When you’re bad at your job, you get fired. And that’s exactly what voters should do to Congress this fall. Forget about wars, unemployment, recession and healthcare reform. Congress should be fired for failing at the most essential part of their job—writing laws.
Sure, they’ve got to give speeches and cast votes, but when it comes down to it, they represent the people who elected them by writing laws. We call them lawmakers, but really, they’re law writers. And their writing skills leave much to be desired.
Allow me to put this in perspective. This great democracy of ours was founded on roughly 13 pages (if the Framers of the Constitution were using 12-point Times News Roman on standard letter-size sheets). The brave men who told King George III where he could shove his taxes and other injustices did so in just 1,320 words (3.25 pages using same method described above).
Length aside, word choice and composition often resemble an engineer’s technical specifications more than laws that promote and ensure life, liberty and the pursuit of happiness.
“A typical provision of Medicare, for instance, reads like this:
‘In the case of a plan for which there are average per capita monthly savings described in section 1395w–24 (b)(3)(C) or 1395w–24 (b)(4)(C) of this title, as the case may be, the amount specified in this subparagraph is the amount of the monthly rebate computed under section 1395w–24 (b)(1)(C)(i) of this title for that plan and year (as reduced by the amount of any credit provided under section 1395w–24 (b)(1)(C)(iv)  of this title).’”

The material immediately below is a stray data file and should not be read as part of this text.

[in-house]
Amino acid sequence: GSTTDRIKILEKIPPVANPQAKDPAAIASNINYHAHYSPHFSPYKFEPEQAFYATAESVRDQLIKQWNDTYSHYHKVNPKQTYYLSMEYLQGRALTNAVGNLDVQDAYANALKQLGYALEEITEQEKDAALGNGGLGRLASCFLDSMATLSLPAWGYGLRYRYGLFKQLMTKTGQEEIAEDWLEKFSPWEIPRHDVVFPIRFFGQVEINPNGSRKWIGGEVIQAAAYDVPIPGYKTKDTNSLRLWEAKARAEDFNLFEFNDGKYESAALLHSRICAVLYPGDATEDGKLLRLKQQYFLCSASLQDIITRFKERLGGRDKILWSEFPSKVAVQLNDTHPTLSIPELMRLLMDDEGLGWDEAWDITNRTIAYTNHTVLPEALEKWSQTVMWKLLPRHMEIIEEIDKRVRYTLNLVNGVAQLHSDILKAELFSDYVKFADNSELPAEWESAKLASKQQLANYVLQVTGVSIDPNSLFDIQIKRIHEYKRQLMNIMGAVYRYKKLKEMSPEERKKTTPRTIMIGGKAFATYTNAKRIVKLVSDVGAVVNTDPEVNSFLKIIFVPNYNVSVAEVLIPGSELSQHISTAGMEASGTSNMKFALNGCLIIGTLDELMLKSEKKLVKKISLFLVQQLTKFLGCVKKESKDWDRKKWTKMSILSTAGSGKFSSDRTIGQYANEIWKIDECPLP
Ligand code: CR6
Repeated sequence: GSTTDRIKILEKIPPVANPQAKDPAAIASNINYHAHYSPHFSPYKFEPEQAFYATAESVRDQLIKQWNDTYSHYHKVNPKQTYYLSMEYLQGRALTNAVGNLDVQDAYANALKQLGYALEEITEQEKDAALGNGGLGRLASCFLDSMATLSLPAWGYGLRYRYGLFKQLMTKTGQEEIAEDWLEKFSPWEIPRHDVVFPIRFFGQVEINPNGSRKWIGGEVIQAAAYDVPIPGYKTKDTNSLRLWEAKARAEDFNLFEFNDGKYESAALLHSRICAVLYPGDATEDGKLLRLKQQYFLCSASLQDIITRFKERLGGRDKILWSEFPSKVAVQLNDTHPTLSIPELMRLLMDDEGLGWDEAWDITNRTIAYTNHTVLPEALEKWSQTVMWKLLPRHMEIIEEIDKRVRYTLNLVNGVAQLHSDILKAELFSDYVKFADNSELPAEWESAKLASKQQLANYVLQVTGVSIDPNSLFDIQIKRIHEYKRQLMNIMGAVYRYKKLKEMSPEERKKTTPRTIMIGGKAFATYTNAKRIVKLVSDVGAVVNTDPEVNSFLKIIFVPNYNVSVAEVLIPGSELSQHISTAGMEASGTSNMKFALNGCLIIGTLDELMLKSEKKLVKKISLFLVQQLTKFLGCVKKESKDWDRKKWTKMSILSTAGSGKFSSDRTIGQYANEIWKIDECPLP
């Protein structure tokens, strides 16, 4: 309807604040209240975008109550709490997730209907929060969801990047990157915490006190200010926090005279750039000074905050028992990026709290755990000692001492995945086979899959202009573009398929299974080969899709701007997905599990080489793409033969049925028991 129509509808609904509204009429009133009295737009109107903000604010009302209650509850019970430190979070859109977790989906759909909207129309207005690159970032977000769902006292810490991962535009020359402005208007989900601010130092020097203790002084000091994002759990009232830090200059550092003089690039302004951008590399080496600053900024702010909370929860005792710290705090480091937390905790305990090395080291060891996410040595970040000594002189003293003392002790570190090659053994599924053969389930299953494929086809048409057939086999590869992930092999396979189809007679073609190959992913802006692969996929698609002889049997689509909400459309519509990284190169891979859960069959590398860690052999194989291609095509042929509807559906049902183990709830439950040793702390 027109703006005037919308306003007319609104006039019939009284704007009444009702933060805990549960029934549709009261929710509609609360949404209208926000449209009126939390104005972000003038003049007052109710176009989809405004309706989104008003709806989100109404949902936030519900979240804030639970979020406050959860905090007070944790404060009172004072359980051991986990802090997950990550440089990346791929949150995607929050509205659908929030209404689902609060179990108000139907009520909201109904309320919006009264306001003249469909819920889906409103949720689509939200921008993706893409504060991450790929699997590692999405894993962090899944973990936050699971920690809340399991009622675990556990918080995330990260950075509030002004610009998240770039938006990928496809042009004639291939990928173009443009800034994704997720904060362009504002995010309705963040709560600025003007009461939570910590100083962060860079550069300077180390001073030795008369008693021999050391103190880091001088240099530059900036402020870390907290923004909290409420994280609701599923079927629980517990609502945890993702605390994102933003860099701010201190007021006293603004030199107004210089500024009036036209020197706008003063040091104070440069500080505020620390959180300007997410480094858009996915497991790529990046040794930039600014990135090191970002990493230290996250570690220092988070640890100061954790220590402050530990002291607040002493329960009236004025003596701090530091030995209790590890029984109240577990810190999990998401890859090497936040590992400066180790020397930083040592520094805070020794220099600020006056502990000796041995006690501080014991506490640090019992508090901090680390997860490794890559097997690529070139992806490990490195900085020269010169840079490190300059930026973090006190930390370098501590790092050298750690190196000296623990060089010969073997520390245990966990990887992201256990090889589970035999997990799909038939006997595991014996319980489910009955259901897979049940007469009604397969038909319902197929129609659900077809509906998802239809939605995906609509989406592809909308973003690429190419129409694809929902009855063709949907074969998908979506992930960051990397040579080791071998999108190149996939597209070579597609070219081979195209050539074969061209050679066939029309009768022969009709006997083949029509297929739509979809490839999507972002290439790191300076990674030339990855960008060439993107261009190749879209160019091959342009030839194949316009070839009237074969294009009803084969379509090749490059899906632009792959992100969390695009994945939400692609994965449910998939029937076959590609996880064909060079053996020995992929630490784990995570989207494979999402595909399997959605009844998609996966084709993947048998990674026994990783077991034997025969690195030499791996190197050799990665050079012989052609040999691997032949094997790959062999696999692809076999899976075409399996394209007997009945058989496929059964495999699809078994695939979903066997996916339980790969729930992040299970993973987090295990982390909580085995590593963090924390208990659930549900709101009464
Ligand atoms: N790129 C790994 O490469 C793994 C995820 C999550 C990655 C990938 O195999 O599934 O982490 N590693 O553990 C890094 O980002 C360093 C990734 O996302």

This type of writing is not reserved for only Medicare and Medicaid law. It permeates all legislation Congress produces. Pick any legislation posted on Thomas.gov and you’ll find that similar atrocities abound.
Lawyers and lawmakers will tell you that’s just the way it has to be.
“They are trying to achieve complex ends. The more fair way to look at it is they have a lot of considerations they try to balance,” says Chief Judge Alex Kozinski of the U.S. Court of Appeals for the Ninth Circuit. “You can’t get away from complexity. We live in a complex world.”
I disagree. Sure, the issues Congress legislates are complex, but we can absolutely escape complexity when it comes to writing laws. That excuse says more about the laziness of lawmakers than the complexity of our world.
Congress doesn’t need to use complex words or complicated sentences to legislate complex issues. Instead they need the skill and the courage to be clear and simple in the laws they write. It’ll take a lot of effort and handwringing to describe something like healthcare or financial reform clearly and succinctly, but it’s not impossible. It’s quite possible—it just requires Congress to be straightforward and honest about their ideas
And don’t Americans deserve that?
Leanne Libert is a senior information architect for the Siegel+Gale New York office.